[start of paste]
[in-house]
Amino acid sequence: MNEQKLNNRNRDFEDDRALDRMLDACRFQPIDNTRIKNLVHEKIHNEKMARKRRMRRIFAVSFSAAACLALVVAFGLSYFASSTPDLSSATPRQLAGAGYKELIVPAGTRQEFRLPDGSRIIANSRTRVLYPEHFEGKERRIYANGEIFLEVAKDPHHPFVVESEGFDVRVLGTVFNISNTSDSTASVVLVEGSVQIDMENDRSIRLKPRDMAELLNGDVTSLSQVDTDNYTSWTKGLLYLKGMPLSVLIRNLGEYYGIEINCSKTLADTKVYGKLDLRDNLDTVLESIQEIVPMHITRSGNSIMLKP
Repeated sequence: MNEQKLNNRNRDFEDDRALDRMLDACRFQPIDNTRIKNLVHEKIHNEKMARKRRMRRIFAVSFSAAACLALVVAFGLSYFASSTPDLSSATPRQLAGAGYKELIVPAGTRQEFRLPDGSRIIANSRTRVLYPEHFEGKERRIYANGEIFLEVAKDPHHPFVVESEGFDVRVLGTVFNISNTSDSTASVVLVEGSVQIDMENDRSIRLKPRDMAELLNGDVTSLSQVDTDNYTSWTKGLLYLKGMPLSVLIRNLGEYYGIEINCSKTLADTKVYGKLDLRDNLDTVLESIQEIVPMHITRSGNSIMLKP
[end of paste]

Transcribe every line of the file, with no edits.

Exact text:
[in-house]
Amino acid sequence: MNEQKLNNRNRDFEDDRALDRMLDACRFQPIDNTRIKNLVHEKIHNEKMARKRRMRRIFAVSFSAAACLALVVAFGLSYFASSTPDLSSATPRQLAGAGYKELIVPAGTRQEFRLPDGSRIIANSRTRVLYPEHFEGKERRIYANGEIFLEVAKDPHHPFVVESEGFDVRVLGTVFNISNTSDSTASVVLVEGSVQIDMENDRSIRLKPRDMAELLNGDVTSLSQVDTDNYTSWTKGLLYLKGMPLSVLIRNLGEYYGIEINCSKTLADTKVYGKLDLRDNLDTVLESIQEIVPMHITRSGNSIMLKP
Repeated sequence: MNEQKLNNRNRDFEDDRALDRMLDACRFQPIDNTRIKNLVHEKIHNEKMARKRRMRRIFAVSFSAAACLALVVAFGLSYFASSTPDLSSATPRQLAGAGYKELIVPAGTRQEFRLPDGSRIIANSRTRVLYPEHFEGKERRIYANGEIFLEVAKDPHHPFVVESEGFDVRVLGTVFNISNTSDSTASVVLVEGSVQIDMENDRSIRLKPRDMAELLNGDVTSLSQVDTDNYTSWTKGLLYLKGMPLSVLIRNLGEYYGIEINCSKTLADTKVYGKLDLRDNLDTVLESIQEIVPMHITRSGNSIMLKP